Of course things are much different these days – kids have exposure to many more things today then my generation did at this age. And what seems shocking in one generation, often doesn’t phase the next one at all (such as Elvis “shockingly” shaking his hips on national TV – if those shocked adults would have known what kind of things end up national TV today, they would likely be horrified.) It goes the other way, too, things that were everyday happenstance in previous generations (such as how women and minorities were treated) seem horrifying today (hence, the #metoo movement).

I’m not really sure what my point is here and I’ve probably gone off on a tangent, but what I’m TRYING to say is: How did this happen so fast that I was once a tween (although they didn’t call it that at the time) who innocently listened to Rick Springfield records and had his posters covering my wall and now I’m nearly 50 writing a blog about him and have a son who is almost the age I was when I started being a fan?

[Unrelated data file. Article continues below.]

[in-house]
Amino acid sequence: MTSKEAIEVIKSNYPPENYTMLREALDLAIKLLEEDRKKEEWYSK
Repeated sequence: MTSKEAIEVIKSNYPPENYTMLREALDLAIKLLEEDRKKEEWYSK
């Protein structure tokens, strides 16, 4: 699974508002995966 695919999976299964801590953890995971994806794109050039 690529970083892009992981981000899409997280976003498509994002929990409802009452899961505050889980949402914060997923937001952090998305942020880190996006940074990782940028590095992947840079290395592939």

If I had to sum it up with one word, I guess I’d have to say, “Wow.”

Suited for the symphony

I know what I’m about to say is going to sound ridiculous, but after watching some of the videos people posted tonight from Rick Springfield performing with the Oregon Symphony, I feel like I am about to burst with pride.

I’m writing this with tears streaming down my face, especially after watching the video of “My Father’s Chair.” Watching RS perform that with a symphony orchestra and then seeing him turn around and face the photo of his father showing on the screen on the back of the stage…. wow.